UPDATE: After I wrote this piece, news sources revealed that the attack on Sharmeka was almost certainly self-inflicted. However, for reasons I’ll explain here, I’m not going to “retract” this post.
First, though I’m sure more details will emerge, so far the only reported evidence that the attack was self-inflicted is the connection of fingerprints to a lighter. In and of itself, this evidence does not compel me to certainty. But I am sure more evidence will or will not emerge as time goes on.
That is, however, secondary to my next point, which is that the overall argument of the post remains valid. Racism is very real, and it needs to be confronted. The very plausibility of the initially reported attack adds force to this argument.
That this attack was likely staged does not mean that all, or even most, reports of racist violence are fabricated. Historically, racist violence is severely underreported, and this continues to be the case. The knee jerk reaction of so many people to this attack is something to praise, not to condemn.
So instead of me retracting this post, I invite you to a “search and replace” with the name of any of the 120 Black people who have been extrajudicially executed this year alone.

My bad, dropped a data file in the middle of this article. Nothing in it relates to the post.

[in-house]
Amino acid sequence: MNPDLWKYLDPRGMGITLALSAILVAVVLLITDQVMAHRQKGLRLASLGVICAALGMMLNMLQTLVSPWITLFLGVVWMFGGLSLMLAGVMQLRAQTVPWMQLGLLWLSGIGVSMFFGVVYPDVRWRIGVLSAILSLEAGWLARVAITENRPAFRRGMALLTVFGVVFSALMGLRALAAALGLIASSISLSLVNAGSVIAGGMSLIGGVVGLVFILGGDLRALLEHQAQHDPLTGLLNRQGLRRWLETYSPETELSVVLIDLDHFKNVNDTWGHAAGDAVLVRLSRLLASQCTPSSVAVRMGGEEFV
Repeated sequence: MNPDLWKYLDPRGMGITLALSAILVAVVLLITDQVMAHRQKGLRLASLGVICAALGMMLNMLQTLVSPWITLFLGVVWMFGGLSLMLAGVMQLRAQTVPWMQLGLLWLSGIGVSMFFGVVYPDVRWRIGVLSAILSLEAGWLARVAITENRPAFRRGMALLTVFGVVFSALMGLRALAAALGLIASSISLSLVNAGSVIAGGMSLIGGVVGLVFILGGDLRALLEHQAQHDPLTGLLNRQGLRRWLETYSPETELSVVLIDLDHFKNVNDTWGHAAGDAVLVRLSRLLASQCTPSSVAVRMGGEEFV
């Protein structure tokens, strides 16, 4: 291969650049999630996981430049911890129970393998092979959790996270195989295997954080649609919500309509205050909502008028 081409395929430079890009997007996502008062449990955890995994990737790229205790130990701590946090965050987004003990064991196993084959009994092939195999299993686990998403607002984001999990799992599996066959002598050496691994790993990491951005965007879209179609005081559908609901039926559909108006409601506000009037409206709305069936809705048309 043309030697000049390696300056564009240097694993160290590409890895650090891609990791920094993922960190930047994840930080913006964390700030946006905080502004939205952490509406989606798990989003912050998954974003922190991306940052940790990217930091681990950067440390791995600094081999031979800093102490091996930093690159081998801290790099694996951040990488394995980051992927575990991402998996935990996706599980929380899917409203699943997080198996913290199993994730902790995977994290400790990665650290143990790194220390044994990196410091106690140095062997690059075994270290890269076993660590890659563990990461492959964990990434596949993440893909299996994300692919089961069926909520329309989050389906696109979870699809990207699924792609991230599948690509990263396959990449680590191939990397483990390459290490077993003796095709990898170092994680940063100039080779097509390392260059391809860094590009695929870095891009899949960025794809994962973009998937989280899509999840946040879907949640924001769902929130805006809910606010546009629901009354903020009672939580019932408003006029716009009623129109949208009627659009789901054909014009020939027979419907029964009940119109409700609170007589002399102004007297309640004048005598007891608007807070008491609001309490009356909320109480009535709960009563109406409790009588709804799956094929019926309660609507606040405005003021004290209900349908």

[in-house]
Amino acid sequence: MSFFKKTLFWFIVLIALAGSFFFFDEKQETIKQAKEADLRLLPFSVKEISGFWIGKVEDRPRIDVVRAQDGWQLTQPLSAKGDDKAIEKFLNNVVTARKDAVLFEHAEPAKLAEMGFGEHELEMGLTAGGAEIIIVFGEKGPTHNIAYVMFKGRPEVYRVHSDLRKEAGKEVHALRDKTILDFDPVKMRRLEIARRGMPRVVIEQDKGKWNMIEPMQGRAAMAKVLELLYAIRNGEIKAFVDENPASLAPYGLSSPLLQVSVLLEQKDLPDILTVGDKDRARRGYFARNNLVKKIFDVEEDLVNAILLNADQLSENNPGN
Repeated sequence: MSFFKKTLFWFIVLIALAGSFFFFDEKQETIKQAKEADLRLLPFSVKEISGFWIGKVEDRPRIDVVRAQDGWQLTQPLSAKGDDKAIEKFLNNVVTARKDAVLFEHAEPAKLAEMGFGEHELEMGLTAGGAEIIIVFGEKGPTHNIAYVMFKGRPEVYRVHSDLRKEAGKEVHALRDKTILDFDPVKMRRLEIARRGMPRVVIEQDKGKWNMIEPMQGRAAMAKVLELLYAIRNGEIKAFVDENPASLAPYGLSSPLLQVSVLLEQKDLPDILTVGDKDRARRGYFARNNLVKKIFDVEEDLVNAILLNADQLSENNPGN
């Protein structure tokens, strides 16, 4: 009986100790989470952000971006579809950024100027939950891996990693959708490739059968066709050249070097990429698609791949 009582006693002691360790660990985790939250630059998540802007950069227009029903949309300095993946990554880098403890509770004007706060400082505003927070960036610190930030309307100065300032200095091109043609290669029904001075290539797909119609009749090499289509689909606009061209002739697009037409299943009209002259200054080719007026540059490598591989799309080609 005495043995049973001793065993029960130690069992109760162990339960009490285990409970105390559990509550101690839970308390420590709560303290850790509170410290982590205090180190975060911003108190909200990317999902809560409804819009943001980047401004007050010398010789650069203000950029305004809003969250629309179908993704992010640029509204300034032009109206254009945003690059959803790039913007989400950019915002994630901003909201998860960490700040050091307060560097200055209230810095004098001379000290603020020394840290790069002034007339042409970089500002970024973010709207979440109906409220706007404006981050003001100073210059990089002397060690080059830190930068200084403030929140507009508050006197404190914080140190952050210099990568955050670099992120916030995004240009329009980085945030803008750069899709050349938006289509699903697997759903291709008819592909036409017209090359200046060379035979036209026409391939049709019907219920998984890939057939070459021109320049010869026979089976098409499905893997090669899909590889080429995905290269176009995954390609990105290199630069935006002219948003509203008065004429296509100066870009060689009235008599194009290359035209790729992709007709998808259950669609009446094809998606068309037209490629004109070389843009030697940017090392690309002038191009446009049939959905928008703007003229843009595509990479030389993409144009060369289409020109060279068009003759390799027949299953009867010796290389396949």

Sharmeka Moffitt, a twenty year old Black woman, was burned alive by three men in white hoods on Sunday night in Winnsboro, Louisiana and now clings to life as severe burns cover more than 60% of her body. Police found “KKK” and racial slurs smeared on her car, but still refuse to call the incident a hate crime. Fortunately, most people who came across the storyknow better. As of this writing, more than 53,000 people have liked a Facebook page calling the incident a hate crime, and the racist attack has spurred on the anger that has continued to grow around American anti-Black racism over the past year. And the people who have responded to the story know that without pressure from below, there will be no justice for Sharmeka. That’s the way the racist capitalist system works.
Already, officials and the media have tried to back peddle on the story. They are trying to downplay the racist nature of the attack, suggesting that the incident is not a hate crime because Moffitt was not, in fact, wearing an Obama t-shirt. Again, fortunately, people who live with the reality of racism everyday know better. Racist violence against Black people in the United States long predate Obama’s presidency. From 1882 to 1968, there were 391 reported lynchings of African Americans in Louisiana alone. The real number is likely much higher as Klan intimidation and a racist criminal justice system worked to prevent reports of such activity from emerging, especially after the anti-lynching campaigns of the late 19th and early 20th centuries. And that is only one form that racist violence has taken in US history.